Chuka Umunna has told Sky News he believes the Labour Party is institutionally racist because of its handling of antisemitism.
Speaking on Sophy Ridge on Sunday, the former frontbencher said the Labour Party “beyond doubt” met the definition of institutional racism outlined by Sir William McPherson in the McPherson Report.
Asked whether he believed the party was effectively institutionally racist, the MP for Streatham replied: “Yes I do. It’s very painful for me to say that.
“Part of the reason that I joined the Labour Party [and] my family started supporting the party was because it was an anti-racist party and I think the failure to deal with the racism that is antisemitism in particular and clearly is a problem.
“It’s a sadness to listen to you talk about what has happened and transpired over the summer, because we failed to deal with this issue properly and most recently whether or not we adopt the International Holocaust Memorial Alliance’s definition of antisemitism, which we should have done right at the beginning of the summer.”
It comes after the former chair of the Equality and Human Rights Commission, Trevor Phillips, said: “It doesn’t help that one of our great parties, the one I belong to, is led by antisemites and racists who basically want to eliminate anyone who disagrees with them.”
The comments were criticised by Labour’s shadow secretary of state for women and equalities, Dawn Butler, who tweeted: “I have literally spent all of life fighting racism. And today is a sad day.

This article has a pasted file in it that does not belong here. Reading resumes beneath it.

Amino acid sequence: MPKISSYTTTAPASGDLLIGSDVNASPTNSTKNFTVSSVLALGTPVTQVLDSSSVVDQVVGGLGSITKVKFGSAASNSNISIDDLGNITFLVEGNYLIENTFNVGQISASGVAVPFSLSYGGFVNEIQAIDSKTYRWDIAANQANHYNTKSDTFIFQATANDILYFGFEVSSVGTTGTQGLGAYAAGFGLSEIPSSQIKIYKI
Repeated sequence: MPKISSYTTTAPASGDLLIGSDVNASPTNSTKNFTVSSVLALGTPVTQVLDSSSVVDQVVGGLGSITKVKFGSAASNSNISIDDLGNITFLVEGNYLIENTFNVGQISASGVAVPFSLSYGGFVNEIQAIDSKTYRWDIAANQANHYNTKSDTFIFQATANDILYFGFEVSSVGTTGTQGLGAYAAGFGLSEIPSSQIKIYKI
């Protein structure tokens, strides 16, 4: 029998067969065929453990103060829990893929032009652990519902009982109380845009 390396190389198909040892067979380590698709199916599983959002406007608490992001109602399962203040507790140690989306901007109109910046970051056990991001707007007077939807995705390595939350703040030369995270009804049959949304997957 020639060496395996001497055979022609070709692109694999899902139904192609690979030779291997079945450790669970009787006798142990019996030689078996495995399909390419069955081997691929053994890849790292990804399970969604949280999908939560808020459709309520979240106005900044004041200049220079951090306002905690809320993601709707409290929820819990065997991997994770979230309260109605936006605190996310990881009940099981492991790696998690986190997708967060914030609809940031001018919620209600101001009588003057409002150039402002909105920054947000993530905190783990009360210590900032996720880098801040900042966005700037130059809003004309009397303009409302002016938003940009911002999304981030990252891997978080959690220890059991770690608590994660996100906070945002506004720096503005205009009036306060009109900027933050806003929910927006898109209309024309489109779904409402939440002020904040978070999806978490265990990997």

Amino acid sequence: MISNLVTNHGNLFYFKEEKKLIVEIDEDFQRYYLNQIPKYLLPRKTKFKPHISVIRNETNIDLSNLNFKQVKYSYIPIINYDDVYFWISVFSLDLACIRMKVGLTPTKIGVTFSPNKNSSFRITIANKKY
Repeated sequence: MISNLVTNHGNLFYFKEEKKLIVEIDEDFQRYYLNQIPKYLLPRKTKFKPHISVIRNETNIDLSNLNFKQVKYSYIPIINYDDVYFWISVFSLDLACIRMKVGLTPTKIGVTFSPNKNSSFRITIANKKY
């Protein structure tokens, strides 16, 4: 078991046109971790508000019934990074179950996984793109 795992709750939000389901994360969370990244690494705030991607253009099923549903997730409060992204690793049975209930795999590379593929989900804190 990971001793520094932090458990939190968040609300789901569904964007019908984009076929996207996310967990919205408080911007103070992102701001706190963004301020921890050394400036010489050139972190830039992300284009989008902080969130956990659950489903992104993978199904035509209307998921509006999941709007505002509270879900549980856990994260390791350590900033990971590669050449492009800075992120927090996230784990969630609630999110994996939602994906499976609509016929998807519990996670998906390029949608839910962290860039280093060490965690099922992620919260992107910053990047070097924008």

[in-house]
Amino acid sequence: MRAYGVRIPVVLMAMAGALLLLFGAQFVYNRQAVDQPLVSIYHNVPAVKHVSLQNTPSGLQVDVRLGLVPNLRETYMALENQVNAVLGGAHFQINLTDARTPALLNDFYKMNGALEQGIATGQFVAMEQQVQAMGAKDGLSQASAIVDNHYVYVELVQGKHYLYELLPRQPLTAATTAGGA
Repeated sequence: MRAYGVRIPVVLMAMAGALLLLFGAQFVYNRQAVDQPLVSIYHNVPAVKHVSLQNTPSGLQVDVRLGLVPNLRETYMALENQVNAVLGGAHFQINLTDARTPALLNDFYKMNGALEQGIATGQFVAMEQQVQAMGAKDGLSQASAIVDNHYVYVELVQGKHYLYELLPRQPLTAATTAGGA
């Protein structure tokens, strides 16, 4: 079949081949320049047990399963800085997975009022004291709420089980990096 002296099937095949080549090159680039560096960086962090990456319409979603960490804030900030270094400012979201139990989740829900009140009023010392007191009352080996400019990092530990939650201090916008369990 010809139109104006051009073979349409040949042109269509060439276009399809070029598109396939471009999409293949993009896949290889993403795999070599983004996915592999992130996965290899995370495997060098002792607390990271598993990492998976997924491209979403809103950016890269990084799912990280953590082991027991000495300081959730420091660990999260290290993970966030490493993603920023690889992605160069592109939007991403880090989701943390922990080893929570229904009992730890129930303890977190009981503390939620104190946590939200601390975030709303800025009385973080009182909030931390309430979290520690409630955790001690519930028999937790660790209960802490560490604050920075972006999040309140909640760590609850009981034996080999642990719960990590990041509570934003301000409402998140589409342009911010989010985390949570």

“UK Labour is NOT institutionally racist. If it was I would go. Chuka Umunna and Trevor Phillips’ interventions are disappointing. Windrush, hostile environment that’s a clear example of a racist institution.”
On the first Sophy Ridge on Sunday after the summer recess, Sky News asked Mr Umunna: “If you think Labour is institutionally racist, why are you still in the party?”
He replied: “Because I want it to change. Look, there is institutional racism in many institutions in our country and if you simply leave the field as it were, instead of try and argue and see change through in an organisation, then I’m not sure you always necessarily make progress and that’s the reason why.”
Pressed on whether he would rule out leaving the Labour Party, he said: “I don’t want to leave the Labour Party… Who knows what I’ll be doing when I’m 80. I’ve been a member of the Labour Party for more than 20 years and I joined with the intention of never leaving it. I wanted to be a member of the Labour Party on my deathbed and I hope that is the case.”
Mr Umunna was criticised on the show by Labour Party chairman Ian Lavery for his comments calling on Jeremy Corbyn to “call off the dogs” targeting centrist MPs in the party.
He said: “That is so disrespectful, it’s so offensive to members of the Labour Party. Calling anybody a dog is absolutely outrageous in the extreme and Chuka Umunna of all people should know that and I hope when he comes on to your show this morning that he takes this opportunity of apologising to those people who he has offended immensely.”
When Sky News asked him how many people had been suspended or expelled from the Labour Party for antisemitism, Mr Lavery said: “It would be wrong of me to try and tell you exactly what the number is but there certainly has been people kicked out the party and rightly so.”